Most people of an earlier generation will probably remember Kitt, the talking car which starred alongside David Hasselhoff in the fictional television series Knight Rider. Now, real-life car companies are going hell for leather to be the first to produce a similar vehicle which can walk and talk at the same time.
German auto companies BMW, Audi, and Daimler have together paid more than $3 billion to acquire Nokia’s mapping technology, Here, an app that works offline and can guide the driver turn by turn to his or her destination – features which Google Maps and Apple Maps do not have.
Long seen as the most advanced car-making nation in the world, Germany could be said to be playing catch-up in a world where road-going vehicles are increasingly likely to resemble giant smartphones on wheels. Nonetheless, the race is on.
Meanwhile, other areas of business and life, from user authentication to image processing, are set for the AI assistant takeover.
For example, as a result of improvements in natural language processing, Siri and her like are much better at understanding spoken words – whether they are just a word or short phrase, or even longer sentences.
Intelligent assistants can even tell how you’re feeling based on the tone of your voice and other factors as a result of speech analytics technology. Pepper the robot has proved popular partly as a result of its maker’s claim that it can understand and respond to emotions,. The attraction of such a robot is obvious, and it even came with a recommendation that users should not try and have sex with it.
But there is a threshold that is commonly understood now – like the Turing Test – at which AI assistants have not yet arrived. That is to say, they still haven’t quite mastered the art of conversation and still struggle to understand what people are saying. They haven’t got to a point where communicating with them is as effortless as talking to another human being, much as the technology might have improved.
But for some, things have improved to a point where they feel a closeness akin to love, and some surveys claim that even romantic relationships can develop between humans and AIs, rather like that featured in the film Her.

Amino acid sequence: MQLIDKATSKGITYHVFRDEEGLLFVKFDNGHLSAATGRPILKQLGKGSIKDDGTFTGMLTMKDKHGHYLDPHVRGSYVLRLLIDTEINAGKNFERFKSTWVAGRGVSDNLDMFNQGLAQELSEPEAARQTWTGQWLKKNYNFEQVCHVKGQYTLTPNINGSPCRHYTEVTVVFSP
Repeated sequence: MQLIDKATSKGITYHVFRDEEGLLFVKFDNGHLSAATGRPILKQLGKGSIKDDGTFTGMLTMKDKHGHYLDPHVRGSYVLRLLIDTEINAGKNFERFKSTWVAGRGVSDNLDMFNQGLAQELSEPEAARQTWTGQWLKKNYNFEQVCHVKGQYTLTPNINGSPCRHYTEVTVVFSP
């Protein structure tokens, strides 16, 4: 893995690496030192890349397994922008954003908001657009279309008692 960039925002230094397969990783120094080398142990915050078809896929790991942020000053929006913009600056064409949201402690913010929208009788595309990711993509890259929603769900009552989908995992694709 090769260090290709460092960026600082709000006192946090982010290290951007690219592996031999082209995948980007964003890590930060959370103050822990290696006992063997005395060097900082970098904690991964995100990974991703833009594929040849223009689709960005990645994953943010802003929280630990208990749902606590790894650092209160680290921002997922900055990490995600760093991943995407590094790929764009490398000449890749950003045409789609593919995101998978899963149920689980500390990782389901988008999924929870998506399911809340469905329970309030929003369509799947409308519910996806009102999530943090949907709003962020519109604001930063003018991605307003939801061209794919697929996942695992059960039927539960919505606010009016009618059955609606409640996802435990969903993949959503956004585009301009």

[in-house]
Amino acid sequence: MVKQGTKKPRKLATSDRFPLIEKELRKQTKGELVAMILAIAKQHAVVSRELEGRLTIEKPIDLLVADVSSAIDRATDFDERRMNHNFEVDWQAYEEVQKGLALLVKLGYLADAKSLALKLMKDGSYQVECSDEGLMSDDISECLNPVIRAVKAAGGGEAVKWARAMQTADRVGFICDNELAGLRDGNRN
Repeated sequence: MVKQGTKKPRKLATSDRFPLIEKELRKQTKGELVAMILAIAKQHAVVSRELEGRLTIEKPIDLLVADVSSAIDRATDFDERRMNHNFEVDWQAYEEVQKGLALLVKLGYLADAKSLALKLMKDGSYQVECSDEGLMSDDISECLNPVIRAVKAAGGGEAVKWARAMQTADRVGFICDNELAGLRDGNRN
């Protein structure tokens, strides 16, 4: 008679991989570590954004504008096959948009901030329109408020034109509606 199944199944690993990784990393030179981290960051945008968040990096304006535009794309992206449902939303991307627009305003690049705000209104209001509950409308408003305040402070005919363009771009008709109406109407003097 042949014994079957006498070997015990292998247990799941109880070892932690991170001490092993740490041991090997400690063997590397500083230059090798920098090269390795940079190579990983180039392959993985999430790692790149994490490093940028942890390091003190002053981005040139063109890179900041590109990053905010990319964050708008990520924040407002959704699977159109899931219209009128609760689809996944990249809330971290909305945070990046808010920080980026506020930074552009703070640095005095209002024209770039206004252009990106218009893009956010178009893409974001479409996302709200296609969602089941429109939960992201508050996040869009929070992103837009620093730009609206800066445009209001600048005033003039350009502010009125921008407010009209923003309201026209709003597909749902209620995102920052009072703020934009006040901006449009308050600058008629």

In the film, Joaquin Phoenix plays a writer of love letters whose computer is installed with a new operating system which talks. Voiced by Scarlett Johansson, the OS quickly develops a fondness for Phoenix, and the feeling is mutual. They even start dating, which in the future world depicted in the film is increasingly common.
Crazy, but true.
What’s even crazier is that human beings in the real world have the capacity for developing emotions for robots, provided that the robots aren’t too perfect and, well, robotic.
In a study undertaken by the University of Lincoln, in the UK, a team led by Dr John Murray found that its two research robots – Emotional Robot with Intelligent Network (Erwin), and Keepon – were more likely to endear themselves to their human users if they had “cognitive biases” – such as making mistakes when remembering facts and showing extreme sadness or happiness.
“As long as a robot can show imperfections which are similar to those of humans during their interactions, we are confident that long-term human-robot relations can be developed,” says Dr Murray.
And of course he’s not the only one who thinks such thoughts. Other experts agree.
Dr Kevin Curran, senior member of the Institute of Electronic and Electrical Engineers and a computer scientist at the University of Ulster, says: “Robots will become the perfect companion. We have got to ask ourselves will robots be re-purposed for companionship? Will humans become intimate with robots? The answer, I believe, is yes.”
It’s long been the stuff of science fiction, but as the film Ex Machina shows, science fiction is fast becoming science reality as a result of advances in artificial intelligence technology.
Moreover, a recent IBM study shows that a large proportion of CEOs are planning to incorporate increasing levels of artificial intelligence – or “cognitive computing”, as IBM calls it – into their business operations.